Looking for renters insurance in Florida? Well, you’ve come to the right place!
Wherever you go in Florida, you’re never more than 60 miles away from the beach. Florida boasts year-round attractions, world-renowned resorts, and an average of over 230 days of sunshine a year. But this east coast state is not just for vacationers and retirees anymore. The U.S.’s southeasternmost state is also home to bustling, creative communities, and ample opportunities for adventure and employment (with the added perk of no personal income tax).
Whether you’re in Florida to study, work, play, or anything in between, you might want to cover your stuff with renters insurance. We’ll take you through the basics of renters insurance coverage, and also go through some of the coolest cities and hidden gems to explore in the peninsula and beyond.
What does your renters insurance cover in Florida?
Okay, so you get that a renters insurance policy is a great idea in theory… but obviously you’re curious about what it can actually do for you. Let’s break down the components of what your policy covers and your coverage options.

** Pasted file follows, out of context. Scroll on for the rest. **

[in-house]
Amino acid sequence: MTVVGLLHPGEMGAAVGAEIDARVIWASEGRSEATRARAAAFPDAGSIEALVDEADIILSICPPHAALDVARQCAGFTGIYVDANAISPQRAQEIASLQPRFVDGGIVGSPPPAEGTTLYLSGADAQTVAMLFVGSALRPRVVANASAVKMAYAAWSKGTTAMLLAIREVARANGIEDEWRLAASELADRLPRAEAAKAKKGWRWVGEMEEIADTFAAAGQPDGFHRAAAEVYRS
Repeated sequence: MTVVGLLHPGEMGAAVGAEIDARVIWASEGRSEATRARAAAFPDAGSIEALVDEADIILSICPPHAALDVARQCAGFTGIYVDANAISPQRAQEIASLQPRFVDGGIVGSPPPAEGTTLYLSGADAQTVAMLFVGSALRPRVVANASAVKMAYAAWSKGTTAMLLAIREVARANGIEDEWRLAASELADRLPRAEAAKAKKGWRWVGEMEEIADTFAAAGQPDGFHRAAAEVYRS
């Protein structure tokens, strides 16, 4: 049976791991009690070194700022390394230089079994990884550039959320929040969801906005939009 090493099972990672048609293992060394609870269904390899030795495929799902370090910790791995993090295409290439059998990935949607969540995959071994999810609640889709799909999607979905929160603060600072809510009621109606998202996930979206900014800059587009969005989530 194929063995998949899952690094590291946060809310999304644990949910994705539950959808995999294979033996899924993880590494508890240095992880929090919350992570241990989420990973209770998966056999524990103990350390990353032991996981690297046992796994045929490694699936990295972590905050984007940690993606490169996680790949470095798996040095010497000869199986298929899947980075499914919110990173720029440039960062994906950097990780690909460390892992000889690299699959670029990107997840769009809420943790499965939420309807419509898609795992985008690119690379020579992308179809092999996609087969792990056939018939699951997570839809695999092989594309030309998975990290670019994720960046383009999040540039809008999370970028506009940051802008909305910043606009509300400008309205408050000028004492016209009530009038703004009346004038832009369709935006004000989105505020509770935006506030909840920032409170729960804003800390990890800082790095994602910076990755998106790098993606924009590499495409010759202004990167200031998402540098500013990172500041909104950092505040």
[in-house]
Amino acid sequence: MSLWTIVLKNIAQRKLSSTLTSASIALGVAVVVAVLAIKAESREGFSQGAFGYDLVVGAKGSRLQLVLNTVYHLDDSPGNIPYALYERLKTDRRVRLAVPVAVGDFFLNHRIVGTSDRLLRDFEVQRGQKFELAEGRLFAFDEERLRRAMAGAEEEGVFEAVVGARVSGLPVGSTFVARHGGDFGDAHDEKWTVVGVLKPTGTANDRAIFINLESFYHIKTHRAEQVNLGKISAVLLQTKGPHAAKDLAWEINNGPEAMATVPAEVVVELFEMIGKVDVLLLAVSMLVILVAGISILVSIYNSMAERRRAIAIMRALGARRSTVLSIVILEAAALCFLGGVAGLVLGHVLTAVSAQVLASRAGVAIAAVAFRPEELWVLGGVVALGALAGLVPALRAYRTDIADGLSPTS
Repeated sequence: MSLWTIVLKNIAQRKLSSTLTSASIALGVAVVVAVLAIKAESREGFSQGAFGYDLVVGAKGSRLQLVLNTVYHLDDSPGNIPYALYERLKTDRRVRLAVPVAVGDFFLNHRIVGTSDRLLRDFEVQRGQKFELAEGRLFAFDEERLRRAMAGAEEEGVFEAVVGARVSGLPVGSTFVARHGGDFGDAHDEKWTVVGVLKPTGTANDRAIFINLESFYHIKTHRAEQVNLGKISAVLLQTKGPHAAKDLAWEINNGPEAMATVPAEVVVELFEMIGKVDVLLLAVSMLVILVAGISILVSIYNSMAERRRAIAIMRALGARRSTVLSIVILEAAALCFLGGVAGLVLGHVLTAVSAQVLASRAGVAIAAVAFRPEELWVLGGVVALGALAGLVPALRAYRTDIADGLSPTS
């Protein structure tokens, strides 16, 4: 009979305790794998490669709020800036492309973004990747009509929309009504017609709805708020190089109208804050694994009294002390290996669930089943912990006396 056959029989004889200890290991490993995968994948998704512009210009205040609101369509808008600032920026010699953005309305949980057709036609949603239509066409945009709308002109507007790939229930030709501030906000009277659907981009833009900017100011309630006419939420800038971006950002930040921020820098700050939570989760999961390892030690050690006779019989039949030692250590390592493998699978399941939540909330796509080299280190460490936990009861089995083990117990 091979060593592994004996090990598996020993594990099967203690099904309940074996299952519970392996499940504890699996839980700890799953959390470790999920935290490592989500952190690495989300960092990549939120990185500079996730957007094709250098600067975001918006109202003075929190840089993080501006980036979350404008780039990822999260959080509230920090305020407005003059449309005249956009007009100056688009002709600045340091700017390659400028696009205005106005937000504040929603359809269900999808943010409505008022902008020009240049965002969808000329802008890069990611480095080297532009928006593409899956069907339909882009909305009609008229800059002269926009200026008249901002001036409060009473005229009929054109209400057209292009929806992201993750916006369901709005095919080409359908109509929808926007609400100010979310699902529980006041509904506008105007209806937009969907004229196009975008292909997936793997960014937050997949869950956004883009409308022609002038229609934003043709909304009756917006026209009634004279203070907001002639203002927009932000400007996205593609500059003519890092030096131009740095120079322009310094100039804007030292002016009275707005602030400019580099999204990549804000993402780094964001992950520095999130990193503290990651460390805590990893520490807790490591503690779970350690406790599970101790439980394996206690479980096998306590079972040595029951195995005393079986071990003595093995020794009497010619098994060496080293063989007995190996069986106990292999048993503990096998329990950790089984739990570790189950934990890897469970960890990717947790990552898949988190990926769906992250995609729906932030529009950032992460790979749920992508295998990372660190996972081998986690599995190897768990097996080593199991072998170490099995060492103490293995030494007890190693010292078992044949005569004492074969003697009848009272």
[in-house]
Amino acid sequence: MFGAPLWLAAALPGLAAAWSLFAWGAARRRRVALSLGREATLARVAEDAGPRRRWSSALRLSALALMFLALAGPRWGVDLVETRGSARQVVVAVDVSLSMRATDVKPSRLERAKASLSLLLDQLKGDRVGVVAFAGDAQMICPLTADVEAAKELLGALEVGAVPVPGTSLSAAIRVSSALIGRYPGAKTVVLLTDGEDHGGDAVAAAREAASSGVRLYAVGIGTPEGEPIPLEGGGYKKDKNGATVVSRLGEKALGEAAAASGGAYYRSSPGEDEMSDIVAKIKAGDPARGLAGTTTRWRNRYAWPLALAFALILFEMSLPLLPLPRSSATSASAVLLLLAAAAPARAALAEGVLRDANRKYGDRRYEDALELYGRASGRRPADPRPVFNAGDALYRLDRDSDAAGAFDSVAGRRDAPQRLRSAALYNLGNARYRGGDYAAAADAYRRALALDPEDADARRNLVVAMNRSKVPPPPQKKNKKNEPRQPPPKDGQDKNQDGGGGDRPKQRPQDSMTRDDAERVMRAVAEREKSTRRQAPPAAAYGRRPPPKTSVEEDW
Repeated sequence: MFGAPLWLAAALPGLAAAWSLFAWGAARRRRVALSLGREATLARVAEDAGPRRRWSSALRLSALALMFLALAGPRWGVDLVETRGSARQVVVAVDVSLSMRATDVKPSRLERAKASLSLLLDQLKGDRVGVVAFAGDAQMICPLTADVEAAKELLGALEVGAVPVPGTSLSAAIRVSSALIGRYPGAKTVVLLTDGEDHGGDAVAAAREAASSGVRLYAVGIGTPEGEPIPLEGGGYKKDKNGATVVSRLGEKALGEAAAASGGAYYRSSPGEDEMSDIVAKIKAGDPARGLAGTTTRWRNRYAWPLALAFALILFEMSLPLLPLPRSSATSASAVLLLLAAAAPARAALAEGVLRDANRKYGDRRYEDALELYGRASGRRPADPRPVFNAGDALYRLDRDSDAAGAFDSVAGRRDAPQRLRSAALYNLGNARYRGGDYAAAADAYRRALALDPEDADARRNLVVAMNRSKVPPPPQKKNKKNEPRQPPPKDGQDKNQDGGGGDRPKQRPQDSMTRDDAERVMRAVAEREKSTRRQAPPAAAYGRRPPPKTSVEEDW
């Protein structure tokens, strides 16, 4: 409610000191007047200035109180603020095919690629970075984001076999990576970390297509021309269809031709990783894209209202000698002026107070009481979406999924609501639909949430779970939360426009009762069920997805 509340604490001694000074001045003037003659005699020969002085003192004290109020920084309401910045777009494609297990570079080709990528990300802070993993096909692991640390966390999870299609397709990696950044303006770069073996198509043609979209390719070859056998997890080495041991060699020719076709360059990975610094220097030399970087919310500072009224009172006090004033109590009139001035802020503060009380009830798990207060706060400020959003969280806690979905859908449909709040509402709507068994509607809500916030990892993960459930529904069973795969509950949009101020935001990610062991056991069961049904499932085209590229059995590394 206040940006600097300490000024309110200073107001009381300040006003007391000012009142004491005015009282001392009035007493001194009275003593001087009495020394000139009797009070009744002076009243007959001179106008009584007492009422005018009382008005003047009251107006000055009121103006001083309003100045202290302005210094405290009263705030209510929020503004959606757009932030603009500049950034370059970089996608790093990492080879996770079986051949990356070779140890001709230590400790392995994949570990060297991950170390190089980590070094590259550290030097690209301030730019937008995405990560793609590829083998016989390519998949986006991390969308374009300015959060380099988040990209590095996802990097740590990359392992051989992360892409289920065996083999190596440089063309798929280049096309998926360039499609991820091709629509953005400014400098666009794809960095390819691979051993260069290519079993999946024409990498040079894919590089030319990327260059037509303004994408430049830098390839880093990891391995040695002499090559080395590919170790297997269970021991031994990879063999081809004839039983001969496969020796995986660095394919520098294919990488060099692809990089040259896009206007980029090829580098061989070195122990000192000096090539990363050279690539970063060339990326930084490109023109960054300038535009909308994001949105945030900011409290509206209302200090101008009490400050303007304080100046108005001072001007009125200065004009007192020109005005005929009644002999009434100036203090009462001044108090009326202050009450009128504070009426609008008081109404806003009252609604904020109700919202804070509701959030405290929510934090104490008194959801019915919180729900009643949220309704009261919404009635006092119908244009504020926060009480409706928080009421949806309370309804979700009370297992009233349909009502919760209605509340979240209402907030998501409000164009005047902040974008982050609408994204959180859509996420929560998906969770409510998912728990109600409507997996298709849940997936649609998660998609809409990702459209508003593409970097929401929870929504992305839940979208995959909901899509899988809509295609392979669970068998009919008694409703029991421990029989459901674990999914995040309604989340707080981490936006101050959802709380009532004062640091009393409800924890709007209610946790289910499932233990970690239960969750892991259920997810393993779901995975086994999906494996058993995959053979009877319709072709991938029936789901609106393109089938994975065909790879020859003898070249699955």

‘Personal property’ coverage makes sure your stuff, your personal belongings, is protected, whether you’re relaxing at your apartment or traipsing across Europe. So if your living room furniture is ruined due to water damage from that burst pipe, or your phone is stolen while you’re taking a trip to Berlin, your renters insurance policy has your back.
Loss of Use
What about if disaster strikes? If you can’t stay at your home because of covered losses (like a fire or windstorm), your ‘loss of use’ coverage provides reimbursements for temporary housing and additional living expenses such as food, laundry, hotel parking, and more.
If someone is injured in your apartment, or anyone on your policy causes damage to someone else’s property or stuff, your insurance company should have things like legal fees and property damage covered.